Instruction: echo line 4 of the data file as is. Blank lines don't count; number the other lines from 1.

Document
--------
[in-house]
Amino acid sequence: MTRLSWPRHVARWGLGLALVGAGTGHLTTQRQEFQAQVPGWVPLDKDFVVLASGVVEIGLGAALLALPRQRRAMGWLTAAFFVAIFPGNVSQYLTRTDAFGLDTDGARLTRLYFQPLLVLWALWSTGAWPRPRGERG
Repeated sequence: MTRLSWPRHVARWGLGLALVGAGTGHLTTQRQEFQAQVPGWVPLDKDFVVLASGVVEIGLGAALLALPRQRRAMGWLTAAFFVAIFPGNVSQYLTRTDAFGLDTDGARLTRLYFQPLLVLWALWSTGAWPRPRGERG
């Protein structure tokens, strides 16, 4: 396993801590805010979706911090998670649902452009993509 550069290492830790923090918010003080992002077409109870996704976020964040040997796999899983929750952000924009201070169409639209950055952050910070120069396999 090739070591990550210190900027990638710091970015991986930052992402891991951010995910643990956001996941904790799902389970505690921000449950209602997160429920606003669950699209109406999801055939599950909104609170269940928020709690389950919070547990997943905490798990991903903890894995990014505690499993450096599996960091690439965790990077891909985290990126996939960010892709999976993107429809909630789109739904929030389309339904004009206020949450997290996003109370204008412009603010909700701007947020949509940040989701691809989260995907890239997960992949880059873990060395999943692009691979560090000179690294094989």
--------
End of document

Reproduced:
């Protein structure tokens, strides 16, 4: 396993801590805010979706911090998670649902452009993509 550069290492830790923090918010003080992002077409109870996704976020964040040997796999899983929750952000924009201070169409639209950055952050910070120069396999 090739070591990550210190900027990638710091970015991986930052992402891991951010995910643990956001996941904790799902389970505690921000449950209602997160429920606003669950699209109406999801055939599950909104609170269940928020709690389950919070547990997943905490798990991903903890894995990014505690499993450096599996960091690439965790990077891909985290990126996939960010892709999976993107429809909630789109739904929030389309339904004009206020949450997290996003109370204008412009603010909700701007947020949509940040989701691809989260995907890239997960992949880059873990060395999943692009691979560090000179690294094989």